(Eurasia Review) A society ignores its technical experts at its peril. Nations that hope to contribute and compete in the modern world require skilled professionals, especially in complex areas such as taxation and banking. Political leaders cannot govern without such professionals.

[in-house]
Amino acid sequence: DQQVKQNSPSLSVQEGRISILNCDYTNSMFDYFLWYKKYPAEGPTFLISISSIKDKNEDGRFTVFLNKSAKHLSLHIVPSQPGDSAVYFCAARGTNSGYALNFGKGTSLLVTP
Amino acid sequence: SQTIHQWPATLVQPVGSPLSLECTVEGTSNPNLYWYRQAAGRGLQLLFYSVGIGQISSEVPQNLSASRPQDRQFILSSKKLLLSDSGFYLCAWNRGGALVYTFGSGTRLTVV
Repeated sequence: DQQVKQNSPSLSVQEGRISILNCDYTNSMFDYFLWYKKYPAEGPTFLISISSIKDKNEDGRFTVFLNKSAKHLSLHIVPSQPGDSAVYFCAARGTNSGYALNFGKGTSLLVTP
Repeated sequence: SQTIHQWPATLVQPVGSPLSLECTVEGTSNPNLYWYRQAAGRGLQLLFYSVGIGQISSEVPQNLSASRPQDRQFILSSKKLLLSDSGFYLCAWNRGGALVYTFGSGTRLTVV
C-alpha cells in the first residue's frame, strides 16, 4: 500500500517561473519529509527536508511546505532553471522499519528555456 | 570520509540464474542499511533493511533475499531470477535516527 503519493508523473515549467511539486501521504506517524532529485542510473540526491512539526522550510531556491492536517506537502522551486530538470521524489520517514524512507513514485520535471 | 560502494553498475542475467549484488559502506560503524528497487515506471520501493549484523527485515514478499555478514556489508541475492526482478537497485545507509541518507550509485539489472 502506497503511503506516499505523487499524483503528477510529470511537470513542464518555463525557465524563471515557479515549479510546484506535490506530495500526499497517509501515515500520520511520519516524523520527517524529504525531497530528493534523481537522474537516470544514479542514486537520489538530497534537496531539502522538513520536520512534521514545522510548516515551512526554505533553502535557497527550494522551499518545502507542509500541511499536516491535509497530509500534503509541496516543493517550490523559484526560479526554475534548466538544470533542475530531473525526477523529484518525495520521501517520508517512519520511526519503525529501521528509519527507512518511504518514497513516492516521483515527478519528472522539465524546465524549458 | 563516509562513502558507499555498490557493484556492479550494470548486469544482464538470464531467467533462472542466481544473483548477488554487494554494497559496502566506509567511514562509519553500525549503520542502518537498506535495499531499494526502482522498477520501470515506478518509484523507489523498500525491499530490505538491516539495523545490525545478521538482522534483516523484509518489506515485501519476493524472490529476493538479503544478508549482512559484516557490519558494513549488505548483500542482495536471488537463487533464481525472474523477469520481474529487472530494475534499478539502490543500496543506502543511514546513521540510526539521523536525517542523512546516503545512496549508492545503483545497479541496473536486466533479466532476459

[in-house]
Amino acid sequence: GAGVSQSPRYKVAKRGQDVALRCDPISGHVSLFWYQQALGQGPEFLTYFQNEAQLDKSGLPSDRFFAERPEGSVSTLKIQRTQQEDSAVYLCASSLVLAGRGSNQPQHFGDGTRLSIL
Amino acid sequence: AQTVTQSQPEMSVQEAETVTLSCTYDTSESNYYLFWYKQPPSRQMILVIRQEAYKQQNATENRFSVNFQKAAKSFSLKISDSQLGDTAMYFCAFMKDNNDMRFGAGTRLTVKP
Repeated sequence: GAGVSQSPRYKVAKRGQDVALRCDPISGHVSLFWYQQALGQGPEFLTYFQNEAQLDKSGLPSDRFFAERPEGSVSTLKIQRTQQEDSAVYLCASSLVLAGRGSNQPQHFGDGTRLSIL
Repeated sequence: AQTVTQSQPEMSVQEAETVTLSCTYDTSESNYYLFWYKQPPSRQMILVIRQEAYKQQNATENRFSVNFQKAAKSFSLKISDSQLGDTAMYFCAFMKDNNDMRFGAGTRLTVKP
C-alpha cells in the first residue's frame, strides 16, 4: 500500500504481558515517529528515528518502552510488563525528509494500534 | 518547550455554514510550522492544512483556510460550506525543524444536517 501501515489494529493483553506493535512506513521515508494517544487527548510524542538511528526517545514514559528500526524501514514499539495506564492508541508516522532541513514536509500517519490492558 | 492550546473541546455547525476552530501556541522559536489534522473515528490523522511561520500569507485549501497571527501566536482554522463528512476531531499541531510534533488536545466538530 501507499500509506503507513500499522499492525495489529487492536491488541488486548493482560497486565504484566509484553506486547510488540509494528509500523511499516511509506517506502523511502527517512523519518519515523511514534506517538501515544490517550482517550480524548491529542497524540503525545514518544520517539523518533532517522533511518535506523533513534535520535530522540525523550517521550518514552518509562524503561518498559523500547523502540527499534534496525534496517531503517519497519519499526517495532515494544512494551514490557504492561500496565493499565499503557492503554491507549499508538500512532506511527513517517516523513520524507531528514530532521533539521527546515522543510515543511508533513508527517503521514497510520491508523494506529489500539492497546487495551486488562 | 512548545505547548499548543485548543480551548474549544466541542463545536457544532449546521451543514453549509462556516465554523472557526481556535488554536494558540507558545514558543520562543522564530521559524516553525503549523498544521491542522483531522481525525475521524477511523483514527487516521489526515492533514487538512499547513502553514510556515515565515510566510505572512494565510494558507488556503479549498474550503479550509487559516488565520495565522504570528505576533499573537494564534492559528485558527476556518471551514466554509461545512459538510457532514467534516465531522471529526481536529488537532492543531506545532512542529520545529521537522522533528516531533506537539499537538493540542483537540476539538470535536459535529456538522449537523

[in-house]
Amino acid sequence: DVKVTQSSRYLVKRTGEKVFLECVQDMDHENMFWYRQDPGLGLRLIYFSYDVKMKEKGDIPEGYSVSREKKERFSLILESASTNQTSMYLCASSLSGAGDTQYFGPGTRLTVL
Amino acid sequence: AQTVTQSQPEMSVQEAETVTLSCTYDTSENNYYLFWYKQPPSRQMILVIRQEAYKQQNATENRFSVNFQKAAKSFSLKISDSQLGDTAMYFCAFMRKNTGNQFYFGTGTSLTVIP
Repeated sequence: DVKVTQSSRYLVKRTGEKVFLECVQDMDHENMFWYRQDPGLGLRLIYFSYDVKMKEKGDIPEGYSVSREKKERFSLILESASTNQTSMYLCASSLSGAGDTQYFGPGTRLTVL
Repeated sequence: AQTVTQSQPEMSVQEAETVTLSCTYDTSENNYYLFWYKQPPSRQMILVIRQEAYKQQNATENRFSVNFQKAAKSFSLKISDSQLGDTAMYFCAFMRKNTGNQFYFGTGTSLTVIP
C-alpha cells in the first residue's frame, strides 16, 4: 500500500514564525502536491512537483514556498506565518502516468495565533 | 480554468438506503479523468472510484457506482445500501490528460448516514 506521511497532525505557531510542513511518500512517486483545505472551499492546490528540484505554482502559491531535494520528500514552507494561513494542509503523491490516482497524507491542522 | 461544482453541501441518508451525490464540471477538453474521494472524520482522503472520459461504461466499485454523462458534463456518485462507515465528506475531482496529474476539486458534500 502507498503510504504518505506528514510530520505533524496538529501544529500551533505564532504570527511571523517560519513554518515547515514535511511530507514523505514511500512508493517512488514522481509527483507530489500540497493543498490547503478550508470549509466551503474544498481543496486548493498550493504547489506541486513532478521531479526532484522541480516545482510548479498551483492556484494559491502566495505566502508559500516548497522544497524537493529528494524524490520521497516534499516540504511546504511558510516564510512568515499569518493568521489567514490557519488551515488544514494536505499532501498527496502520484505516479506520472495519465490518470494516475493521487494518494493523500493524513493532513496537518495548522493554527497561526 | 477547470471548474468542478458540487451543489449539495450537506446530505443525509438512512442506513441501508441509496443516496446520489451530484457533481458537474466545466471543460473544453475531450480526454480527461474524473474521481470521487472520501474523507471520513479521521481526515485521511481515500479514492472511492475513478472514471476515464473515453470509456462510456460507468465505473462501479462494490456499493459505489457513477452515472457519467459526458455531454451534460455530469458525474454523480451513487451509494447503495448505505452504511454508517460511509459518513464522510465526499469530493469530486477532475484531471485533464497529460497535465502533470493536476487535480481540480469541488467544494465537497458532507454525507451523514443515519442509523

Power struggles, the essence of politics, often inhibit the most efficient policies. Numerous reform projects are implemented only partially, or in distorted ways, producing unanticipated and undesired outcomes. Such contradictions prompt searches for technocratic mechanisms to improve policy quality and limit the whims of politics. The experience of post-Soviet Russia demonstrates the opportunities and constraints inherent to technocratic mechanisms of governance. In the 1990s, analysts widely perceived competitive and polarized politics as a hindrance to economic transformation. Conversely, in the 2000s, Russia achieved some policy advancements at the expense of degradation of politics. Political support is not a guarantee of policy success, and insulation of policy changes from politics brought mixed results at best. […]
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